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How to Retain Readers wChange of E-News Service Provider Need Your Ideas

Readers of the Getting Attention e-update (twice-monthly, in-depth articles and case studies, subscribe here) know that I’m about to change to a new email service provider (ESP).

There’s much more to that process than I ever imagined. With 14,000 readers nurtured over the years, I want to ensure they all continue to get the e-updates:

  • Primary concern — E-updates from the new ESP going into readers’ spam filters! They need to add my email and the ESP’s domain into their approved emails or whitelist to prevent that.
  • Secondary concern — I’m shifting from all-text to HTML format, so the e-update will look radically different. I don’t want readers to delete, note as spam or ignore because of the significant difference in look.

Here’s my approach to motivating readers to do what it takes to ensure uninterrupted receipt of the e-updates:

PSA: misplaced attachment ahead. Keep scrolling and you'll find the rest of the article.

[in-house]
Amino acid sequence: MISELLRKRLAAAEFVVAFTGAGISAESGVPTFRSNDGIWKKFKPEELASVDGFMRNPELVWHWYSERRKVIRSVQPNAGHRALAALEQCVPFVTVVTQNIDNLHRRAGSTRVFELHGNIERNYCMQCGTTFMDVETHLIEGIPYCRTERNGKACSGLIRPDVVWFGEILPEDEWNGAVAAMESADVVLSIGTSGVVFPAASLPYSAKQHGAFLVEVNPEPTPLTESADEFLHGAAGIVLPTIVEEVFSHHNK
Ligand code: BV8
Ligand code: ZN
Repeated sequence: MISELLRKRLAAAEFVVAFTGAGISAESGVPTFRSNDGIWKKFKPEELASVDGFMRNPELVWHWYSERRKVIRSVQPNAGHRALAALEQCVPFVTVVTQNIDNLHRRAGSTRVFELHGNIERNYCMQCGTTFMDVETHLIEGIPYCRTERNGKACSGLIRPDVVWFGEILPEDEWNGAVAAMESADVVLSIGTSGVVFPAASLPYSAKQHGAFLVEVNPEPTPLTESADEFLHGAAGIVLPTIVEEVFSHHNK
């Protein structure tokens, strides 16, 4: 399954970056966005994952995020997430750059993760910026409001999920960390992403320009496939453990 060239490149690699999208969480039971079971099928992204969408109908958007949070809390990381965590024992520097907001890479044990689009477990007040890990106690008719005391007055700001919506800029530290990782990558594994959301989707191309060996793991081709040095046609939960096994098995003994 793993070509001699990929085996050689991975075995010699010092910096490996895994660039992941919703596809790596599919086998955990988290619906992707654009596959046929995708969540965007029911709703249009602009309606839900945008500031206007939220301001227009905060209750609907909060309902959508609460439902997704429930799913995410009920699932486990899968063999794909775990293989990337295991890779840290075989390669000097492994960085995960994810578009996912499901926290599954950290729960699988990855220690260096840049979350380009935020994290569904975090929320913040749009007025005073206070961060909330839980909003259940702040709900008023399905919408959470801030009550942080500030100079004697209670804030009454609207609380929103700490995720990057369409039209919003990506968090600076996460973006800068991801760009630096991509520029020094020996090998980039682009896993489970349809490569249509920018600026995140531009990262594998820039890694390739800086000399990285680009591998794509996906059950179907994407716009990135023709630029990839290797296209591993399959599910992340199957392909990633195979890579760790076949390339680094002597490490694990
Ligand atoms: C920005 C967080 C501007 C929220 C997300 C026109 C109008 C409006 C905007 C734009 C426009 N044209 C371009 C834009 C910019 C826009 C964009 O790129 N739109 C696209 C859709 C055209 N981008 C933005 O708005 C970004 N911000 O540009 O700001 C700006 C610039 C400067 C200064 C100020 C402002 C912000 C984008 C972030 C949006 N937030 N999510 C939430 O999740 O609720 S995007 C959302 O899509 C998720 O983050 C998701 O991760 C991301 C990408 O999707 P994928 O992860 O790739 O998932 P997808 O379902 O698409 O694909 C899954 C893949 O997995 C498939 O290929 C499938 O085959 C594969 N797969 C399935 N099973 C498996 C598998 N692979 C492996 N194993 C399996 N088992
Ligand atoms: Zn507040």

1. Craft a series of four emails, to be delivered via the old ESP, on the change and recommended actions.Two to be delivered before the transition, two after.
  2. Write clear and urgent email subject linesAction Required to Maintain Your Subscription
  3. Make the emails as easy-to-digest (and act on) as possible! One sweet reader called me after receiving yesterday’s first in the series, and advised me to make the next much shorter and focused solely on what needs to be done!
  4. Build familiarity with the new look, so readers recognize it on receipt, with a link to the new format.
  5. Supplement emails with social media outreach via Getting Attention blog, Facebook page and twitter feed.

But what else can I do to ensure that readers know what’s coming, and do what they need to do to keep the e-updates coming? Please submit your recommendations in the Comments field below or by emailing me directly. I’ll feature them in a follow up post. Thanks.

P.S.I know that the some readers will hate the change announcement email series and unsubscribe. They would have done so anyway.

Nancy Schwartz in Email and E-Newsletters, Nonprofit Communications | 2 comments